Lex Mpati was born in Durban. His maternal grandparents were from the Fort Beaufort, Eastern Cape, and this is where his parents sent him when he was a baby. He attended the St Joseph’s Catholic School in Fort Beaufort until Grade 8, walking 5km a day to get to and from school. Before and after school, Mpati herded the small herd of cattle his family owned with his cousins.
He matriculated from the Mary Waters High School, Grahamstown in 1967. After his matriculation, he was hired for his first job as a petrol attendant in Grahamstown. He also worked as a barman and a furniture salesperson. Out of interest, he would sit in on several cases when he had time off from the filling station job, attending political trials of student activists to criminal cases.
The kind owner and manager of the motel where he worked as a barman encouraged him to study law and allowed him to fit his working hours around his classes and studies.
Judge Mpati started his law degree when he was 30 years old. In his second and third year, he received a scholarship which covered his studies and to buy books.
After obtaining his BA (Law) (1981) and LLB (l983) degrees at Rhodes University, and practiced as an attorney until the beginning of 1989. He was arrested for illegally operating as a taxi driver at the Grahamstown railway station in 1968, and he was given the option to pay a fine or go to court. Mpati chose the latter and decided to defend himself. Eventually he was found not guilty.
He became a member of the Eastern Cape Bar in 1989, and worked as an in-house counsel for the Legal Resources Centre in Grahamstown.
In April 1996, Mpati was appointed as senior counsel and shortly afterwards as an Acting Judge. He was a member of the Eastern Cape Society of Advocates from February 1989 to January 1997.After serving as an Acting Judge for eight months, Mpati was appointed as a judge of the Eastern Cape Division on1 February 1997. He was a member of a 1994 delegation to Chile to study their Truth and Reconciliation Committee and was a member of the Trengove Commission to determine the boundary between the Eastern Cape and Kwazulu-Natal.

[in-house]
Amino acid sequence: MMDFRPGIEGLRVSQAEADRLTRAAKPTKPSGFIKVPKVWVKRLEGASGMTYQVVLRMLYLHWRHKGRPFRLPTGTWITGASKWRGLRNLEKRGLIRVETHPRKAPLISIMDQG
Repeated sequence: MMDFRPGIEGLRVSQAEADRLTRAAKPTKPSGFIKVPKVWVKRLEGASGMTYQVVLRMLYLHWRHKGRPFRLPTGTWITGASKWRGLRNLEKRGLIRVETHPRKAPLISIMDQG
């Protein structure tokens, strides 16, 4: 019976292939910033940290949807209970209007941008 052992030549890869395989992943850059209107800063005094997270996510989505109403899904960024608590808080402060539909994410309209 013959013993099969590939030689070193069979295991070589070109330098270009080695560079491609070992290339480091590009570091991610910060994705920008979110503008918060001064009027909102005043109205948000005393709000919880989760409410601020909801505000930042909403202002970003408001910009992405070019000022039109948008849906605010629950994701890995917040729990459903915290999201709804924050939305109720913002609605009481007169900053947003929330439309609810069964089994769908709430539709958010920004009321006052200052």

He was appointed Judge of Appeal for the Supreme Court of Appeal of South Africa in 2001 (he acted in this post from 1 June 1999). He became the first permanently appointed Black person to this post and became the Deputy President of the Supreme Court of Appeal. Mpati held the position of Deputy President from 1 January 2003 to 14 August 2008, until his appointment as President of the Supreme Court of Appeal in August 2008. He was appointed as RhodesUniversity's Chancellor in February 2013, replacing Professor Jakes Gerwel, who had died. From 1 June 2007 until 30 November 2007, Judge Mpati was an Acting Judge in South Africa’s Constitutional Court.
Judge Mpati has been involved in legal education and training in various ways. He has acted as an external examiner in the Rhodes Law Faculty and moderator of the National Bar Examination. He was also a member of the Judicial Education Planning Committee, a sub-committee of the Judicial Service Commission.
Rhodes University bestowed a Doctor of Laws (honoris causa) on him in 2004, marking the 100th year of the University’s existence. The Nelson Mandela Metropolitan University, Port Elizabeth conferred a LLD (Honoris Causa) on Judge Mpati in April 2011. He was a Professor Extraordinary in the Department of Constitutional Law and Philosophy of Law at the University of the Free State from 2004 to 2008.
A keen rugby player, Judge Mpati is a founding member of the South Eastern Districts Rugby Union, which was affiliated with the non-racial South African Rugby Union, based in Kimberley. He played in centre position for the South Eastern Districts Rugby Union. He has also served on the South African Rugby Union and South African Rugby Football Union committees. He now plays social squash and tennis. He also served on the legal committee of Sanzar, the body that governs South African, New Zealand and Australian rugby.
He is married to Mireille Nontobeko and they have four children.
Consultus, May 1997 Lex Mpati - https://www.sabar.co.za/law-journals/1997/may/1997-may-vol010-no1-pp21-22.pdf Accessed on 18 March 2013|
[25 February 2013 ”“ A. Carlisle]|